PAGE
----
CANADA FX DEBT-C$ falls as greenback rises before jobs data

Thu Feb 3, 2011 5:04pm EST
 
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 * C$ closes at C$0.9910 vs US$, or $1.0091
 * U.S. employment data seen boosting US$ further
 * Bond prices fall across curve
 (Updates to close, adds details, quotes)
 By Claire Sibonney
 TORONTO, Feb 3 (Reuters) - The Canadian dollar edged lower
against a rallying greenback on Thursday as investors
anticipated that U.S. January employment data on Friday will be
stronger than forecast.
 The market expects that U.S. nonfarm payrolls increased by
145,000 jobs in January, but severe snow storms that blanketed
large parts of the country during the survey period could
result in a much lower figure. [ID:nN0187135]
 Canadian employment data for January is also due on Friday,
and an increase jobs 15,000 jobs is expected, while the
unemployment rate is seen holding steady at 7.6 percent.
[ID:nN28144465]
 "It's a bit of a reversal, for the better part of the last
three weeks to a month, the U.S. dollar has been under broad
pressure downward, and I think it got overdone a little bit,"
said Mark Chandler, head of fixed income and currency strategy
at RBC Capital Markets.
 "There's definitely underlying sentiment that the payroll
report tomorrow in the U.S. will be firm, and I think the theme
of 'good U.S. economic news is bad for the U.S. dollar' has
sort of run its course. I think that's getting a bit stale."
 Chandler was referring to the market notion of the U.S.
dollar as a safe-haven currency that tends to lose out as risk
appetite increases. He said investors are now recognizing that
strong economic data for a country should support that
country's currency.
 As a result, the Canadian dollar, which in the recent past
has benefited from bullish U.S. data, could slip further
against the greenback.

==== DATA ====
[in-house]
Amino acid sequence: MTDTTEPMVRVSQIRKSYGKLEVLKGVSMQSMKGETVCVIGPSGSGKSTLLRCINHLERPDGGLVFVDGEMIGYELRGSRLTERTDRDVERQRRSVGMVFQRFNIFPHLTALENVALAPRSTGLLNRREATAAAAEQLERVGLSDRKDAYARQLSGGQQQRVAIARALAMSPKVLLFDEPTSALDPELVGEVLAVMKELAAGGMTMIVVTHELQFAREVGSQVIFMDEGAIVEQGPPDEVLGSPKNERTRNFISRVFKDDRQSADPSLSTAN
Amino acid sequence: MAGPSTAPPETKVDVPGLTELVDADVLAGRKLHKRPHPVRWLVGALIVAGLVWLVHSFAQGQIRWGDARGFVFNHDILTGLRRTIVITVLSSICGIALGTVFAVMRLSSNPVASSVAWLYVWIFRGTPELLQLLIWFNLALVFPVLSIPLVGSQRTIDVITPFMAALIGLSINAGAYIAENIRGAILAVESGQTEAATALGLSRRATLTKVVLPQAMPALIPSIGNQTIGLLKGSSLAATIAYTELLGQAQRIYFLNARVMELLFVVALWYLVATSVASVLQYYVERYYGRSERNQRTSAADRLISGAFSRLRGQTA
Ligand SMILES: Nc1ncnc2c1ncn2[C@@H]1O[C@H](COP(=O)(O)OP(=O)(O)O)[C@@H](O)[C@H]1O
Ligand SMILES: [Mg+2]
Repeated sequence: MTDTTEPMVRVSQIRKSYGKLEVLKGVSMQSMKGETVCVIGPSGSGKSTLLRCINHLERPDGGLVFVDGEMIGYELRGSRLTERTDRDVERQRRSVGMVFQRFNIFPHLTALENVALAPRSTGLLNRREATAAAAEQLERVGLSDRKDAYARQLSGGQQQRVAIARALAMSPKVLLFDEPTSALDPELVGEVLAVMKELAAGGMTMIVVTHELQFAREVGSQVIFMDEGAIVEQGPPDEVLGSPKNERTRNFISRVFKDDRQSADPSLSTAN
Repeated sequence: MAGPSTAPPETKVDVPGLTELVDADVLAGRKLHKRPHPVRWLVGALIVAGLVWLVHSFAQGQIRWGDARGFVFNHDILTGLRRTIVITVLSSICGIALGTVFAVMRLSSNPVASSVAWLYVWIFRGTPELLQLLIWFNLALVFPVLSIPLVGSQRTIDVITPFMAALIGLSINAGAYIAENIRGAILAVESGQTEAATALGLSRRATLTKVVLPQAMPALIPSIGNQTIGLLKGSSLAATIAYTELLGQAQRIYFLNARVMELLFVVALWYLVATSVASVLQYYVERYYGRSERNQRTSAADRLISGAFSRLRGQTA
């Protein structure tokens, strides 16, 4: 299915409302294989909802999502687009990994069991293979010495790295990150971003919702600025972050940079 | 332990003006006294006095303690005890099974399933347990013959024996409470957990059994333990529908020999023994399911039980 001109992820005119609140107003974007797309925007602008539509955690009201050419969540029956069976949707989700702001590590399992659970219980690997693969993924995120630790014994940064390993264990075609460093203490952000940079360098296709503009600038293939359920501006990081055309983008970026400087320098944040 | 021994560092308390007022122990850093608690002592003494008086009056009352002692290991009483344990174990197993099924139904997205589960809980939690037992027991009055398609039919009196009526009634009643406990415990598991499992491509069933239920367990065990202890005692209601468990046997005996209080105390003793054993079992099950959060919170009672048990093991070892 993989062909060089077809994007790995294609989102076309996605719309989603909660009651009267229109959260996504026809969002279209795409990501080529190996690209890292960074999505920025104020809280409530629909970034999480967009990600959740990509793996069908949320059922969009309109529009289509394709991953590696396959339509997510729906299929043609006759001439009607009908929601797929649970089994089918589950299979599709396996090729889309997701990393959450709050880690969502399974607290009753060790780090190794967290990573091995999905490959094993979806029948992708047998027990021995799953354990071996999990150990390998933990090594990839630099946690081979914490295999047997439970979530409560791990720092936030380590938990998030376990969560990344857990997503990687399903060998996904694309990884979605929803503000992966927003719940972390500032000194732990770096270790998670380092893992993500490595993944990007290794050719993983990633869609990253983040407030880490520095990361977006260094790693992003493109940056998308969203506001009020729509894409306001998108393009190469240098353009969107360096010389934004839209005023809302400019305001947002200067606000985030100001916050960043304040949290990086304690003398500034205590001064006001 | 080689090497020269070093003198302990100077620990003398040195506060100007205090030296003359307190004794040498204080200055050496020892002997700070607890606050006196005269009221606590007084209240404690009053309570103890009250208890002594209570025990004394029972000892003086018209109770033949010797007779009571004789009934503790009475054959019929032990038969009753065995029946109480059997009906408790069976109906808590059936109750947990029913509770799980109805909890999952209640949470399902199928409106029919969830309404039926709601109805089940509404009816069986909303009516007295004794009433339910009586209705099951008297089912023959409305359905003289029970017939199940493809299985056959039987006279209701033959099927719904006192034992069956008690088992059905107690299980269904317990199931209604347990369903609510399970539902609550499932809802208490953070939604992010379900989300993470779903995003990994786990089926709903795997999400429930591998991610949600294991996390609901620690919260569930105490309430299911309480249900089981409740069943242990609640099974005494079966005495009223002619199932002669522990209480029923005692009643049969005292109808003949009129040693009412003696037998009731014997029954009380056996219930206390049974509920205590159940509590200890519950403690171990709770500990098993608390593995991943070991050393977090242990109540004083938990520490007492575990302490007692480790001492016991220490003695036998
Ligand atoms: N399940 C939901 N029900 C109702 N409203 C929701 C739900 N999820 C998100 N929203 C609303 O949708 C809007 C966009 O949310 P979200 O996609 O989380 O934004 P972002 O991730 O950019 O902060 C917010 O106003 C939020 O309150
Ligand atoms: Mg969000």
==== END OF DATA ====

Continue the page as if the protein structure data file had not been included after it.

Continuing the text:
A struggling euro on Thursday also helped to boost the U.S.
dollar's fortunes against a range of currencies including the
Canadian dollar, said Sacha Tihanyi, currency strategist at
Scotia Capital.
 The euro fell sharply against the greenback after European
Central Bank President Jean-Claude Trichet sounded less hawkish
than expected during a news conference, dampening speculation
of an ECB interest-rate hike. [FRX/]
 "A lot of the euro gains recently have been predicated on
more hawkish inflation talk and expectation of more monetary
tightening over the course of the next 12 months," he said.
 The Canadian currency CAD=D4 closed the North American
session at C$0.9910 to the U.S. dollar, or $1.0091, down from
Wednesday's North American finish of C$0.9882 to the U.S.
dollar, or $1.0119.
 Data that showed that showed that growth in the U.S.
services sector in January was the fastest in more than five
years, and a drop in U.S. jobless claims were also U.S.-dollar
positive. [ID:nN03256467]
 Jack Spitz, director of foreign exchange at National Bank
Financial, said investors were optimistic about the U.S.
nonfarm payroll figures following a raft of positive
indicators, including private-sector employment data on
Wednesday.
 This contrasts with toned down expectations in Canada after
Finance Minister Jim Flaherty warned earlier this week of "a
challenge" with respect to unemployment numbers.
[ID:nN31215923]
 "There is some better anticipation with respect to the U.S.
numbers but we suspect we'll see a fair bit of volatility
price-action-wise tomorrow," Spitz said.
  He noted that the Canadian dollar's year-to-date high of
C$0.9837 versus the U.S. dollar is providing near-term
resistance for Canada's currency. Supporting the Canadian
dollar is a technical trend channel of C$1.0037 that has been
in place since late November.
 Canadian bond prices edged lower, following the path of
U.S. Treasuries, which weakened on worries about inflation and
optimism over an economic recovery. [US/]
 Canadian issues, however, outperformed their U.S.
counterparts across the curve.
 "The U.S. (yield) is being pushed up harder, it's being led
by the belly of the curve, Canada has had a similar move but
more muted," said RBC's Chandler.
 "We've definitely seen a more concerted move in the U.S.
because of the direct impact of their stronger economic data."
 The two-year bond CA2YT=RR was off 5 Canadian cents to
yield 1.770 percent, while the 10-year bond CA10YT=RR dropped
34 Canadian cents to yield 3.421 percent.
 (Reporting by Claire Sibonney; editing by Peter Galloway)